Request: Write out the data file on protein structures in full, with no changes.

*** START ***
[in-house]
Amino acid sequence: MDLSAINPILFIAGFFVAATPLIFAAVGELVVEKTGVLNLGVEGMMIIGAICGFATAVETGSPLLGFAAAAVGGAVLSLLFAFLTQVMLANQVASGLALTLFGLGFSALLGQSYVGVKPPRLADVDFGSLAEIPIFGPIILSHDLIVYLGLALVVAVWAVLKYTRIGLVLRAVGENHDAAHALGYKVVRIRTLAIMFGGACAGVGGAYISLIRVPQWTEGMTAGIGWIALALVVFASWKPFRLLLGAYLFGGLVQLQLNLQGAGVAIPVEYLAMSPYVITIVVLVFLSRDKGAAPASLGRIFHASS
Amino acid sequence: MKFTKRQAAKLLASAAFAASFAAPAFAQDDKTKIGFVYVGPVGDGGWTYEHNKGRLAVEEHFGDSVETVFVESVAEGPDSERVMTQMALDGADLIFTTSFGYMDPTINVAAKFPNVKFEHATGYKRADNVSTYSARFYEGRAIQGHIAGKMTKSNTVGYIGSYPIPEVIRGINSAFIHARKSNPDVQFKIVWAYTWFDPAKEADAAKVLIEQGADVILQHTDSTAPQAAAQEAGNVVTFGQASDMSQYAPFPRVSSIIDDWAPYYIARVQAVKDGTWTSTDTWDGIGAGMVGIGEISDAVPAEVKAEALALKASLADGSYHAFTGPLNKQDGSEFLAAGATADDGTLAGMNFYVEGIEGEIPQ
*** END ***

[in-house]
Amino acid sequence: MDLSAINPILFIAGFFVAATPLIFAAVGELVVEKTGVLNLGVEGMMIIGAICGFATAVETGSPLLGFAAAAVGGAVLSLLFAFLTQVMLANQVASGLALTLFGLGFSALLGQSYVGVKPPRLADVDFGSLAEIPIFGPIILSHDLIVYLGLALVVAVWAVLKYTRIGLVLRAVGENHDAAHALGYKVVRIRTLAIMFGGACAGVGGAYISLIRVPQWTEGMTAGIGWIALALVVFASWKPFRLLLGAYLFGGLVQLQLNLQGAGVAIPVEYLAMSPYVITIVVLVFLSRDKGAAPASLGRIFHASS
Amino acid sequence: MKFTKRQAAKLLASAAFAASFAAPAFAQDDKTKIGFVYVGPVGDGGWTYEHNKGRLAVEEHFGDSVETVFVESVAEGPDSERVMTQMALDGADLIFTTSFGYMDPTINVAAKFPNVKFEHATGYKRADNVSTYSARFYEGRAIQGHIAGKMTKSNTVGYIGSYPIPEVIRGINSAFIHARKSNPDVQFKIVWAYTWFDPAKEADAAKVLIEQGADVILQHTDSTAPQAAAQEAGNVVTFGQASDMSQYAPFPRVSSIIDDWAPYYIARVQAVKDGTWTSTDTWDGIGAGMVGIGEISDAVPAEVKAEALALKASLADGSYHAFTGPLNKQDGSEFLAAGATADDGTLAGMNFYVEGIEGEIPQ